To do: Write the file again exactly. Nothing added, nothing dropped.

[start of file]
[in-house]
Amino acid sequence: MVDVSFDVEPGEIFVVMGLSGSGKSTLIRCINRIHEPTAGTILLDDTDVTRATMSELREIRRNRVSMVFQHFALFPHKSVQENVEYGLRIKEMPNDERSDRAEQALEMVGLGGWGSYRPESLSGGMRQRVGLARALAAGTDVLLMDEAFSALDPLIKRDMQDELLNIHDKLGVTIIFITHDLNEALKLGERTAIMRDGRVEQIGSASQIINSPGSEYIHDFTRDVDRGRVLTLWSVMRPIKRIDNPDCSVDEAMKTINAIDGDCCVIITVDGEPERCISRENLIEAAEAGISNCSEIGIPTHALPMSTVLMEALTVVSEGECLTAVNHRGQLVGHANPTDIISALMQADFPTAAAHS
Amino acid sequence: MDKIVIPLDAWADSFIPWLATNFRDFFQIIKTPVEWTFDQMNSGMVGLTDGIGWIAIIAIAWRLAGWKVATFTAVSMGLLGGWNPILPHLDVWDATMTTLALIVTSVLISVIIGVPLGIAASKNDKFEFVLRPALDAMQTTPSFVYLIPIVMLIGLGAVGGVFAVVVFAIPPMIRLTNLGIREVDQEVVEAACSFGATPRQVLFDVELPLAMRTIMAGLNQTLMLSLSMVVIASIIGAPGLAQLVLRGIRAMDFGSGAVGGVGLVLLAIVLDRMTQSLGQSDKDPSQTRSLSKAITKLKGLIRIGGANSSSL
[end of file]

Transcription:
[in-house]
Amino acid sequence: MVDVSFDVEPGEIFVVMGLSGSGKSTLIRCINRIHEPTAGTILLDDTDVTRATMSELREIRRNRVSMVFQHFALFPHKSVQENVEYGLRIKEMPNDERSDRAEQALEMVGLGGWGSYRPESLSGGMRQRVGLARALAAGTDVLLMDEAFSALDPLIKRDMQDELLNIHDKLGVTIIFITHDLNEALKLGERTAIMRDGRVEQIGSASQIINSPGSEYIHDFTRDVDRGRVLTLWSVMRPIKRIDNPDCSVDEAMKTINAIDGDCCVIITVDGEPERCISRENLIEAAEAGISNCSEIGIPTHALPMSTVLMEALTVVSEGECLTAVNHRGQLVGHANPTDIISALMQADFPTAAAHS
Amino acid sequence: MDKIVIPLDAWADSFIPWLATNFRDFFQIIKTPVEWTFDQMNSGMVGLTDGIGWIAIIAIAWRLAGWKVATFTAVSMGLLGGWNPILPHLDVWDATMTTLALIVTSVLISVIIGVPLGIAASKNDKFEFVLRPALDAMQTTPSFVYLIPIVMLIGLGAVGGVFAVVVFAIPPMIRLTNLGIREVDQEVVEAACSFGATPRQVLFDVELPLAMRTIMAGLNQTLMLSLSMVVIASIIGAPGLAQLVLRGIRAMDFGSGAVGGVGLVLLAIVLDRMTQSLGQSDKDPSQTRSLSKAITKLKGLIRIGGANSSSL